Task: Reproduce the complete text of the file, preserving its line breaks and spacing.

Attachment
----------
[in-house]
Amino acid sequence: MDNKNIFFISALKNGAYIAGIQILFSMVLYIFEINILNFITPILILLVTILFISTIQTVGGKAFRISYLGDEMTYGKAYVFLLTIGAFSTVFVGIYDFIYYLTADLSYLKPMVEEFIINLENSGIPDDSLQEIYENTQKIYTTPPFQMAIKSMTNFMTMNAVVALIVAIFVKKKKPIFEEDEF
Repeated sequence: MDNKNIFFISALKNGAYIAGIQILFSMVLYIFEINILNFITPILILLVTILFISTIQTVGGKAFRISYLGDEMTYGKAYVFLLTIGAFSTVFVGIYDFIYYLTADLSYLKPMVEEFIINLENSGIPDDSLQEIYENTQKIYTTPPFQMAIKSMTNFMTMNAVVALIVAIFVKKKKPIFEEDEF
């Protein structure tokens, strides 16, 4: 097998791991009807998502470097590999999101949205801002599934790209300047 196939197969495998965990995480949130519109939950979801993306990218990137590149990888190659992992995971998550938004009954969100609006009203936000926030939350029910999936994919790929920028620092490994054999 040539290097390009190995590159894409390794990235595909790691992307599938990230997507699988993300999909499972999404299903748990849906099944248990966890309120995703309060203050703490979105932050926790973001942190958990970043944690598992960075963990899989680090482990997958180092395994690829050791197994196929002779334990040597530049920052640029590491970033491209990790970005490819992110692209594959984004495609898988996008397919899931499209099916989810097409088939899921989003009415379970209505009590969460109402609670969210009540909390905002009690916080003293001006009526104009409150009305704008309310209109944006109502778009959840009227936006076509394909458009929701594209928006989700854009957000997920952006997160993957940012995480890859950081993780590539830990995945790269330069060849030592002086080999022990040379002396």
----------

[in-house]
Amino acid sequence: MDNKNIFFISALKNGAYIAGIQILFSMVLYIFEINILNFITPILILLVTILFISTIQTVGGKAFRISYLGDEMTYGKAYVFLLTIGAFSTVFVGIYDFIYYLTADLSYLKPMVEEFIINLENSGIPDDSLQEIYENTQKIYTTPPFQMAIKSMTNFMTMNAVVALIVAIFVKKKKPIFEEDEF
Repeated sequence: MDNKNIFFISALKNGAYIAGIQILFSMVLYIFEINILNFITPILILLVTILFISTIQTVGGKAFRISYLGDEMTYGKAYVFLLTIGAFSTVFVGIYDFIYYLTADLSYLKPMVEEFIINLENSGIPDDSLQEIYENTQKIYTTPPFQMAIKSMTNFMTMNAVVALIVAIFVKKKKPIFEEDEF
């Protein structure tokens, strides 16, 4: 097998791991009807998502470097590999999101949205801002599934790209300047 196939197969495998965990995480949130519109939950979801993306990218990137590149990888190659992992995971998550938004009954969100609006009203936000926030939350029910999936994919790929920028620092490994054999 040539290097390009190995590159894409390794990235595909790691992307599938990230997507699988993300999909499972999404299903748990849906099944248990966890309120995703309060203050703490979105932050926790973001942190958990970043944690598992960075963990899989680090482990997958180092395994690829050791197994196929002779334990040597530049920052640029590491970033491209990790970005490819992110692209594959984004495609898988996008397919899931499209099916989810097409088939899921989003009415379970209505009590969460109402609670969210009540909390905002009690916080003293001006009526104009409150009305704008309310209109944006109502778009959840009227936006076509394909458009929701594209928006989700854009957000997920952006997160993957940012995480890859950081993780590539830990995945790269330069060849030592002086080999022990040379002396």